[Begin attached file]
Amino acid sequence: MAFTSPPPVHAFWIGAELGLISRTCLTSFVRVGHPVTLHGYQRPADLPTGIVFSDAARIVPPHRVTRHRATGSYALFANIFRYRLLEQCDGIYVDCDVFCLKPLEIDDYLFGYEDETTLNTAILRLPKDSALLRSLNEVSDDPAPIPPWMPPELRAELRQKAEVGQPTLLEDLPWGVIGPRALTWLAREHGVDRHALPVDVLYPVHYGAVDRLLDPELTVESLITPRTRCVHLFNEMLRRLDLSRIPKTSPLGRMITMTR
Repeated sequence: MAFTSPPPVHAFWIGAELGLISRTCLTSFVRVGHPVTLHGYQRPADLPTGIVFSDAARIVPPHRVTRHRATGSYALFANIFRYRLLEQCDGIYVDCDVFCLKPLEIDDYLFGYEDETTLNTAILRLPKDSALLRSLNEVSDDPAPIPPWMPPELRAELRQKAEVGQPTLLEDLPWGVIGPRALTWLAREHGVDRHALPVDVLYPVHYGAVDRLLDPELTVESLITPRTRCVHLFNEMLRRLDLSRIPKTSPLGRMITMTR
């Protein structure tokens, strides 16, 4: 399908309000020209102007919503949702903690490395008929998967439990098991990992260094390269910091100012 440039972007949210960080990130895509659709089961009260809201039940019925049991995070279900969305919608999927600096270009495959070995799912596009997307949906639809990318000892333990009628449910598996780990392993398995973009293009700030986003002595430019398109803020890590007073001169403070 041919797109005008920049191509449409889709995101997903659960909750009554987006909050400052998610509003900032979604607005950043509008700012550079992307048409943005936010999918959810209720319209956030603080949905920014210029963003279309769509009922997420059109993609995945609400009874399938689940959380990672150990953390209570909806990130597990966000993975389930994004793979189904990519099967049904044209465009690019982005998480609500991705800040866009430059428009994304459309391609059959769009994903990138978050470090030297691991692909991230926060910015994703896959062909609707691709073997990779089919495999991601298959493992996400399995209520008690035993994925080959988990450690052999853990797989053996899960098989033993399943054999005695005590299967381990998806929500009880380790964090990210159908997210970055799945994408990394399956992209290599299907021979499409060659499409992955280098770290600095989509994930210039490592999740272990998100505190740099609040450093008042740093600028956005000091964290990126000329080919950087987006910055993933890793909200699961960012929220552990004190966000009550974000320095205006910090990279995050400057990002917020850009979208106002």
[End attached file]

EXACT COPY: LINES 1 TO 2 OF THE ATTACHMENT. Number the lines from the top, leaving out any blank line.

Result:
Amino acid sequence: MAFTSPPPVHAFWIGAELGLISRTCLTSFVRVGHPVTLHGYQRPADLPTGIVFSDAARIVPPHRVTRHRATGSYALFANIFRYRLLEQCDGIYVDCDVFCLKPLEIDDYLFGYEDETTLNTAILRLPKDSALLRSLNEVSDDPAPIPPWMPPELRAELRQKAEVGQPTLLEDLPWGVIGPRALTWLAREHGVDRHALPVDVLYPVHYGAVDRLLDPELTVESLITPRTRCVHLFNEMLRRLDLSRIPKTSPLGRMITMTR
Repeated sequence: MAFTSPPPVHAFWIGAELGLISRTCLTSFVRVGHPVTLHGYQRPADLPTGIVFSDAARIVPPHRVTRHRATGSYALFANIFRYRLLEQCDGIYVDCDVFCLKPLEIDDYLFGYEDETTLNTAILRLPKDSALLRSLNEVSDDPAPIPPWMPPELRAELRQKAEVGQPTLLEDLPWGVIGPRALTWLAREHGVDRHALPVDVLYPVHYGAVDRLLDPELTVESLITPRTRCVHLFNEMLRRLDLSRIPKTSPLGRMITMTR